April 2011
Volume 52, Issue 14
ARVO Annual Meeting Abstract  |   April 2011
Quantitative Itraq Analysis Of Retinal Ganglion Cell Degeneration After Optic Nerve Crush
Author Affiliations & Notes
  • Mark Magharious
    Surgery, University of Toronto, Toronto, Ontario, Canada
  • Philippe M. D'Onofrio
    Surgery, University of Toronto, Toronto, Ontario, Canada
  • Adam C. Hollander
    Surgery, University of Toronto, Toronto, Ontario, Canada
  • Paulo D. Koeberle
    Surgery, University of Toronto, Toronto, Ontario, Canada
  • Footnotes
    Commercial Relationships  Mark Magharious, None; Philippe M. D'Onofrio, None; Adam C. Hollander, None; Paulo D. Koeberle, None
  • Footnotes
    Support  CIHR Grant MOP86523
Investigative Ophthalmology & Visual Science April 2011, Vol.52, 5446. doi:
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      Mark Magharious, Philippe M. D'Onofrio, Adam C. Hollander, Paulo D. Koeberle; Quantitative Itraq Analysis Of Retinal Ganglion Cell Degeneration After Optic Nerve Crush. Invest. Ophthalmol. Vis. Sci. 2011;52(14):5446.

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      © ARVO (1962-2015); The Authors (2016-present)

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Purpose: : Apoptotic Retinal ganglion cell (RGC) degeneration is an important cause of visual impairment and can be modeled by optic nerve crush. Optic nerve crush induces the apoptotic cell death of ~70% of RGCs within the first 14 days after injury, while also permitting the study of RGC axon regeneration. The purpose of this study was to identify novel targets that are involved in RGC apoptosis, by studying global protein expression at different timepoints after optic nerve crush.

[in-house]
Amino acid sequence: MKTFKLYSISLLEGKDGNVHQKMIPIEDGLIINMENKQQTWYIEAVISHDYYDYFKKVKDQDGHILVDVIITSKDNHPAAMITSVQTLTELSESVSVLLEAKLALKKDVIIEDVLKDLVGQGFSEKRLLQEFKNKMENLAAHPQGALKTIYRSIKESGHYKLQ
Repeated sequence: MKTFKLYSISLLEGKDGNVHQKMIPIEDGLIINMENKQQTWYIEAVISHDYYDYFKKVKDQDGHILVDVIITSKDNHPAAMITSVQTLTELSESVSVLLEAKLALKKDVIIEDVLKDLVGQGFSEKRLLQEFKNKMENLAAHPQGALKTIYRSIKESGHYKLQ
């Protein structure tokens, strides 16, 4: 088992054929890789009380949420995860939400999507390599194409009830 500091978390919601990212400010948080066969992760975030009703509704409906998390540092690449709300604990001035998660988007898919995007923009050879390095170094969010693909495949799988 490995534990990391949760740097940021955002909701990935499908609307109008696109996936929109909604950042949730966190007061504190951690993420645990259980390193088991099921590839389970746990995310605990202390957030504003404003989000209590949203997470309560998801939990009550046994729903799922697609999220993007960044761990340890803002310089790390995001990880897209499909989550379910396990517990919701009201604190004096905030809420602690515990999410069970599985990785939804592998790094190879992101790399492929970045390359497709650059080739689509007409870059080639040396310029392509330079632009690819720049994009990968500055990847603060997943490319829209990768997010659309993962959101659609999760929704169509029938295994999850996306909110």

Methods: : Adult female Sprague Dawley rats received a calibrated intraorbital optic nerve crush under isoflurane anesthesia. Retinas were extracted at 1, 3, 4, 7, 14 or 21 days after optic nerve crush (n=8 for each timepoint), and subjected to iTRAQ proteomics. An additional group of retinas (n=8) was used as the baseline normal. iTRAQ labeling and protein quantitation by mass spectroscopy (LC/MS/MS Analysis) was performed using an 8-plex procedure. We examined the effects of intraocular delivery of Thymosin-beta4 on RGC survival and axon regeneration after axotomy or optic nerve crush, respectively. The density of surviving, Fluorogold labeled RGCs was calculated from fixed flatmounted retinas at 14 days postaxotomy. RGC regeneration was examined at 21 days postaxotomy in longitudinal frozen sections of optic nerve stained for the axon marker GAP-43.

Results: : In total, 337 proteins were identified and quantified, and 110 were differentially regulated after injury. Of these, 58 proteins were upregulated and 29 showed decreased expression (<0.7x or >1.3x) relative to normal retinas. Patterns of protein upregulation and downregulation were grouped by timepoint, permitting the identification of protein targets that are involved in RGC death. Among the differentially expressed proteins, Thymosin-beta4 showed an early upregulation at 3 days, the timepoint that immediately precedes RGC death. Intraocular injections of Thymosin-beta4 significantly increased RGC survival by ~3-fold compared to control treatment (p<0.001), and increased the mean number of regenerating axons per nerve section at three different distances beyond the lesion site (<250 micron, 250-500 micron, >500 micron; p<0.001), following optic nerve crush.

Conclusions: : Overall, our study identified numerous proteins that are differentially regulated at key timepoints after optic nerve crush, and how the temporal profiles of their expression parallel RGC death. This data will aid in the future development of novel therapeutics to promote neuronal survival and regeneration in the diseased or injured adult retina.

Keywords: ganglion cells • apoptosis/cell death • proteomics 

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